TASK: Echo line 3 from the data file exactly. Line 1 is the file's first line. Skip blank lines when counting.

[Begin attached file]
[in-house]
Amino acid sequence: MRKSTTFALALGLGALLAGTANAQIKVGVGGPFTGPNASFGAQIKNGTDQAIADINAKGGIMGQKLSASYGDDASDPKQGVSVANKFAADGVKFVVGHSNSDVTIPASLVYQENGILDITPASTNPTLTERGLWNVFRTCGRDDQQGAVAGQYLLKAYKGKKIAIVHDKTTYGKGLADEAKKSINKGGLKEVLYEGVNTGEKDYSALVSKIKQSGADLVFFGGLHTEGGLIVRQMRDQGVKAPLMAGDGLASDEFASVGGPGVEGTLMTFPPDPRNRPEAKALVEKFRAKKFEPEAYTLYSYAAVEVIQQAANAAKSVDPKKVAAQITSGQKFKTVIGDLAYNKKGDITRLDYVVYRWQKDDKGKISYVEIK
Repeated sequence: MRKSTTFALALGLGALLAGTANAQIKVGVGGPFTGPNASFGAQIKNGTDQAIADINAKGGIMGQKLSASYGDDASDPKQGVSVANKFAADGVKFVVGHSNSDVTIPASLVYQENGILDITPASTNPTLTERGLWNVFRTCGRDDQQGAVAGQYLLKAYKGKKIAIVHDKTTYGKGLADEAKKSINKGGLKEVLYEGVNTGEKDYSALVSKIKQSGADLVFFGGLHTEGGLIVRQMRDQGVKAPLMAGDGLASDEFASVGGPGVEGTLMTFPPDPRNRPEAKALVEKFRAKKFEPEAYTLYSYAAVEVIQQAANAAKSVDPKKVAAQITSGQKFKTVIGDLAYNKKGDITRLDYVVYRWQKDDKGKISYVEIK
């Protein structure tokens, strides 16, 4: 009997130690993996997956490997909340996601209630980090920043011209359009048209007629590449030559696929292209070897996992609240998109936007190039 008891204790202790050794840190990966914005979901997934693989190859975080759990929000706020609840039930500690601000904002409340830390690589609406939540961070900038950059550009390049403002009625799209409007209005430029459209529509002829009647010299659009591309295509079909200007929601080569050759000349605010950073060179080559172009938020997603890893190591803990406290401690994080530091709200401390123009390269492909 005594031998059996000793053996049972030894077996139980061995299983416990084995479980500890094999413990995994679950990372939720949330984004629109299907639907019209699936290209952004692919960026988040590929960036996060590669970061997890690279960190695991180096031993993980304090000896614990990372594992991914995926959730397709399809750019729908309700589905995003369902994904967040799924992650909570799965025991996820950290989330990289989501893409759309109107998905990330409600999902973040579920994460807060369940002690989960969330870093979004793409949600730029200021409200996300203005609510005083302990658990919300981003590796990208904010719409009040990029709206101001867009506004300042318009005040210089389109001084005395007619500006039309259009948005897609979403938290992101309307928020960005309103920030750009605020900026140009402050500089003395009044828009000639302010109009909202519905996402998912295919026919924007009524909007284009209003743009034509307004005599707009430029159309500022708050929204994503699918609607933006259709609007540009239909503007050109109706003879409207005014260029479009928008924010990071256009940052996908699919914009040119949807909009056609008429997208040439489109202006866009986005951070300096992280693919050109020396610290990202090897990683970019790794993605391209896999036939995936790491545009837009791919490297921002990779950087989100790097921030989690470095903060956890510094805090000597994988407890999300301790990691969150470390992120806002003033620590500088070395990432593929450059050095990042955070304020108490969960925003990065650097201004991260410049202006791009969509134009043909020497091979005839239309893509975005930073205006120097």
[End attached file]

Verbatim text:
Repeated sequence: MRKSTTFALALGLGALLAGTANAQIKVGVGGPFTGPNASFGAQIKNGTDQAIADINAKGGIMGQKLSASYGDDASDPKQGVSVANKFAADGVKFVVGHSNSDVTIPASLVYQENGILDITPASTNPTLTERGLWNVFRTCGRDDQQGAVAGQYLLKAYKGKKIAIVHDKTTYGKGLADEAKKSINKGGLKEVLYEGVNTGEKDYSALVSKIKQSGADLVFFGGLHTEGGLIVRQMRDQGVKAPLMAGDGLASDEFASVGGPGVEGTLMTFPPDPRNRPEAKALVEKFRAKKFEPEAYTLYSYAAVEVIQQAANAAKSVDPKKVAAQITSGQKFKTVIGDLAYNKKGDITRLDYVVYRWQKDDKGKISYVEIK